Saturday, February 1, 2014

Parshat Terumah, (Exodus 27:9-27:19)-2/1/2014

I am interested how, in this portion, even the implements should be covered in copper, as should the pegs. We glorify G_d not just by the work we do, but by how we do it. Using copper on the implements must make then holy. We saw earlier that we don't use cut stone for an altar because the implements are made of iron, which is used for swords. My wife said that is silly, because anything can be used for anything, which doesn't make it bad by nature. I reminded her that it isn't the rules, but that they had rules that was important. Everything, though, that touches something must be intentionally made and cared for. Her grandfather would polish his shovels with oil before he put them away.

Daniel Matt told us about how in the Kabbalah G_d is in everything, but everything is not G_d. I though that was good, because we might think we got G_d “pegged” if you could say it is just “everything.” I wonder if defining G_d as the mystery in everything is really doing more that giving a name to those things that we don't understand. Is there more to this G_d thing? If so, what? Maybe someone will help me out here.

From the 13th century Kabalah:

“Human beings are so confused in their minds! They do not see the way of truth in Torah. Torah calls out to them every day in love, but they do not want to turn their heads. Even though I have said that Torah removes a word from her sheath, is seen for a moment then quickly hides away, that is certainly true, but when she reveals herself from her sheath and hides herself right away, she does so only for those who know her intimately. A parable. To what can the matter be compared? To a lovely princess, beautiful in every way and hidden deep within her palace. She has one lover, unknown to anyone; he is hidden too. Out of his love for her, this lover passes by her gate constantly, lifting his eyes to every side. She knows that her lover is hovering about her gate constantly. What does she do? She opens a little window in her hidden palace and reveals her face to her lover, then swiftly withdraws, concealing herself. No one near the lover sees or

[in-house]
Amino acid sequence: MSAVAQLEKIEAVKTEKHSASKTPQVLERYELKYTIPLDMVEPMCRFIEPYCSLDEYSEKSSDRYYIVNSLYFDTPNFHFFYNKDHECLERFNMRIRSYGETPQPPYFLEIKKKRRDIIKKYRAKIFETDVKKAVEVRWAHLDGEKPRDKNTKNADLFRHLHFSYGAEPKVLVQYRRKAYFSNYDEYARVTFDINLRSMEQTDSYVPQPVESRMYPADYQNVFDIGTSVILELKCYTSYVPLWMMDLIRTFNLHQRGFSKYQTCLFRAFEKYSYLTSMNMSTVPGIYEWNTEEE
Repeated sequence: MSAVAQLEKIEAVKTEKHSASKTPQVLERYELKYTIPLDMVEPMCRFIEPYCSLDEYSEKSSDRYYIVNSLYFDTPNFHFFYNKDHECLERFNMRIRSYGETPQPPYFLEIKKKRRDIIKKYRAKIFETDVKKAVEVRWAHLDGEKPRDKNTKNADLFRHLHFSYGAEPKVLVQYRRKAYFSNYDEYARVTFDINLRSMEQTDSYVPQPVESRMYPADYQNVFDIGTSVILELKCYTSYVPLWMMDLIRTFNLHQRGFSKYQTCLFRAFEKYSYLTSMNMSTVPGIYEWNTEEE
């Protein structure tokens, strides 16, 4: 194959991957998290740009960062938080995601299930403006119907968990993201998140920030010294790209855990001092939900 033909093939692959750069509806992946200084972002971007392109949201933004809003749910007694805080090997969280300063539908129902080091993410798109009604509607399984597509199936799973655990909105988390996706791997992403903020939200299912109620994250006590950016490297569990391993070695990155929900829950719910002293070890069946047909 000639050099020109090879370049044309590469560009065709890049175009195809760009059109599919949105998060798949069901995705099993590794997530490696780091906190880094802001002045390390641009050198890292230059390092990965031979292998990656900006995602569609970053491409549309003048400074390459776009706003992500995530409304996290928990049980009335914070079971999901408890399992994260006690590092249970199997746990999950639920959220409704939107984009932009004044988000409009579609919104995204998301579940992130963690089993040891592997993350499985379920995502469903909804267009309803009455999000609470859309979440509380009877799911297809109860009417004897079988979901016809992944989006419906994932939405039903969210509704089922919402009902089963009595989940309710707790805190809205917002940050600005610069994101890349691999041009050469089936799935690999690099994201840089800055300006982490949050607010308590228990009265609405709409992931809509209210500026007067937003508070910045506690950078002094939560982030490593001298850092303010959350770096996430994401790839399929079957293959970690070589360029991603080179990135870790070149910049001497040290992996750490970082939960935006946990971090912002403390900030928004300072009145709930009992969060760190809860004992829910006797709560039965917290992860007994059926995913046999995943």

reflects, just the lover, and his heart and his soul and everything within him flows out to her, and he knows that out of love for him, she reveals herself for just that one moment to awaken love in him.

So it is with a word of Torah: she reveals herself to no one but her lover. The Torah knows that he “who is wise of heart hovers about her gate every day. What does she do? She reveals herself to him from her palace and beckons him with a hint, then swiftly withdraws to her hiding place. No one who is there knows or reflects; he alone does, and his heart and his soul and everything within him flows out to her. That is why Torah reveals and conceals herself. With love she approaches her lover to arouse love in him.” —Zohar II, 61.99, translation by Daniel C. Matt

1 comment:

Thanks for commenting. One cannot study the Torah alone.